by Grace Birnstengel. This article originally appeared on Next Avenue.
HIV/AIDS used to be considered a disease of the young. In the early 1980s, when doctors first reported cases of HIV, nearly 70% of diagnoses were among people under 40.
Fast forward four decades later and more than 50% of Americans with HIV are now over 50. And by 2020 that number is expected to reach 65% to 70%. This is largely due to major medical improvements in the effectiveness of anti-retroviral therapy (ART) in suppressing the virus and transforming HIV from an often fatal.... Read More
By Grace Birnstengel. This article originally appeared on Next Avenue.
Multiple conflicting accounts exist of what happened June 28, 1969 at 53 Christopher St. in Greenwich Village. And really, the Stonewall Inn rebellion in New York City that day is just one piece of what really sparked the modern LGBTQ movement across the nation. Here are stories of three men who — at Stonewall that night or elsewhere — have deep connections to an era of painful protest, discrimination and liberation:
“Jeremiah, They’re Raiding the Stonewall”
Unlike “everyone in the world,” Greenwich Village-dweller Jeremiah Newton didn’t attend Judy Garland’s funeral on June 28, 1969. He didn’t really know her; he only saw her in passing at.... Read More
Doctor, Doctor: Changing Caregivers is Like Getting a Divorce
What do you mean, you’re retiring at the end of the year?! You can’t do that! We’ve been together for twenty years! You can’t just walk out on me like that!
When you’re a long-term HIV/AIDS survivor and have been relying on the same healthcare provider for quite some time, changing doctors can be problematic, both physically and emotionally. It’s like losing a boxing coach.
I have been with the same large HMO here in San Francisco since 1992. Doctor “C” has been my primary caregiver for most of that time. I.... Read More
The Importance of National Native HIV/AIDS Awareness Day
Human immunodeficiency virus (HIV) is a virus that attacks the body’s immune system, making it difficult to fight off diseases, infections and certain cancers. HIV specifically attacks the body’s CD4+ cells, a type of T-cell that has a critical role in our adaptive immune system. When an unknown virus, bacteria, or pathogen enters the human body, CD4+ cells are required to stimulate the immune system in making the machinery to fight off the unknown intruder. Without CD4+ cells, it becomes difficult for the human body to regulate immune responses, increasing the risk of death from diseases and infections as common as the cold. When HIV destroys CD4+ cells, impairing the functionality of the immune system, this leads to the acquired.... Read More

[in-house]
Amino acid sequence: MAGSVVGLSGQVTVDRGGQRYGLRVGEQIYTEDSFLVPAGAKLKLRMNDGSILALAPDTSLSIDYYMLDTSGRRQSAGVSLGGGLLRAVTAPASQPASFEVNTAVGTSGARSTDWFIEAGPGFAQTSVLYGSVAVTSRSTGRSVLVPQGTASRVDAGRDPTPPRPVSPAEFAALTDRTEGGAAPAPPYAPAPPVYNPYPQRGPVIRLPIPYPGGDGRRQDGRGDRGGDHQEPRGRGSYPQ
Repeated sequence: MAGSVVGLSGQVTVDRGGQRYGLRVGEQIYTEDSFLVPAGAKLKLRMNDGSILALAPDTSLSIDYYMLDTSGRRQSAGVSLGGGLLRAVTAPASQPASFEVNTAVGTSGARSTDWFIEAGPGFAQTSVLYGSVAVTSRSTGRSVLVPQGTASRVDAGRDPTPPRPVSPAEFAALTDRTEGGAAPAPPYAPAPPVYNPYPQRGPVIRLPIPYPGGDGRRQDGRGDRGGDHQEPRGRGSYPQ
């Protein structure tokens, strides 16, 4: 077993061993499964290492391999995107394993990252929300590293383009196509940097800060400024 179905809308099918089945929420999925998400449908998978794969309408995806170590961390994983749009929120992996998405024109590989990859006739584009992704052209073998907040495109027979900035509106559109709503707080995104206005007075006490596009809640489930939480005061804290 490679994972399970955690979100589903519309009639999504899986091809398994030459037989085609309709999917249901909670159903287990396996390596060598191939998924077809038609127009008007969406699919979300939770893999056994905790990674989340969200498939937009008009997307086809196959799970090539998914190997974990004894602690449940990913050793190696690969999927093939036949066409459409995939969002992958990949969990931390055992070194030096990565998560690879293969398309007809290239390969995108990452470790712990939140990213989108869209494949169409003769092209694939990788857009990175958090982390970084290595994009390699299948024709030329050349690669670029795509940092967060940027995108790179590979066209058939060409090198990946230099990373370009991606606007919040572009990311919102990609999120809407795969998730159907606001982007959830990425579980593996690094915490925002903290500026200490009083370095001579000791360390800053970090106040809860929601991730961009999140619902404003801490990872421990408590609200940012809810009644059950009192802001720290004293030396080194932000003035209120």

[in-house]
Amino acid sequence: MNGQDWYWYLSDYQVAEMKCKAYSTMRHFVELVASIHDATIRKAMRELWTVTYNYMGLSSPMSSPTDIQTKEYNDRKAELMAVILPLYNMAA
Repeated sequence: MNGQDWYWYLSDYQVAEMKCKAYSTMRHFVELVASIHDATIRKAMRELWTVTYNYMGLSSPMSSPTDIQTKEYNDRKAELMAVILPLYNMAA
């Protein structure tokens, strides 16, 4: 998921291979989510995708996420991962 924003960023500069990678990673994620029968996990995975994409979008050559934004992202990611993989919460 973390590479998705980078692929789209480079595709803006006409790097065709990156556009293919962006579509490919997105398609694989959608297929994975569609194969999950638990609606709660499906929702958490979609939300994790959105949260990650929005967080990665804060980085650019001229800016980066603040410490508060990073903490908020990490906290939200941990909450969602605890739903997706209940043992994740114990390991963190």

What happens when the heroes of Stonewall descend on Capitol Hill?
Fifty years ago this June, the global movement for LGBTQ rights was born at New York City’s Stonewall Inn, and the people who started that movement — first a riot, then a revolution — are responsible for the access that lesbian, gay, bisexual, transgender, and queer people have today. Many of those heroes are still among us, and on Wednesday, March 13th, SAGE brought a busload of activists, allies, and the heroes themselves down to Washington, D.C. for a national day of advocacy. More than 100 people spent the day on Capitol Hill, meeting their Members of Congress and urging support for policies that would improve the lives of LGBT elders.
For a handful of months now, I’ve been contemplating a decision that I know many long-term HIV survivors have contemplated before me.
That is, I have considered going off my medications—all of them—and letting Nature and the virus just take their course. As a long-time advocate of a patient’s right to choose when and how to end his own life when facing a terminal disease, the decision to cease medication seems to me a perfectly rational, honorable decision available to me.
While enjoying her 72nd year on the planet, Donna Personna knows her remaining days are numbered. Yet the prospect of her demise doesn’t scare her.
“The end question. ‘The end.’ It’s not a touchy subject for me. I’m irreverent,” said Personna, a transgender woman who grew up in San Jose and now lives in San Francisco. “I learned long ago this was going to come.”
Personna, a beloved drag performer, playwright, and hairdresser, credits her Mexican heritage with teaching her that death is a part of life. She pointed to the annual Dia de los Muertos holiday — the Day of the Dead in.... Read More
SAGEPositive: How SAGE cares for long-term survivors of HIV
The 30th annual World AIDS Day was this past Saturday, December 1st, and this year’s theme is “Know your status.” Knowing your status gives you powerful information to keep you and your potential partners healthy. SAGE can refer you to places across New York State where you can.... Read More
Every long-term HIV survivor on the planet has stories to tell about friends, lovers, co-workers, and/or family members whom they lost to the AIDS epidemic in the 1980s and 90s. Anyone familiar with my writing knows the importance I place on our storytelling, our sharing our stories ourselves, to avoid the “straight-washing” of our history that happens when we let others tell our stories. With that in mind, this is a story about the first of my friends to die.
Dean died first. In early 1982. For about a year, we had.... Read More
by Sherrill Wayland, MSW, Manager of National Projects for SAGE.
Elder Justice is LGBT Justice! Whether LGBT older people protested in the streets, founded organizations, or just managed to survive times of social unrest, they laid the groundwork for the progress all LGBT people now enjoy.
Over the past year, SAGE and FORGE collaborated with the National Center on Elder Abuse to create a series of fact sheets that engage, empower, and advocate for elder justice for LGBT older people, their caregivers, and community organizations.
To develop these fact sheets, SAGE conducted focus.... Read More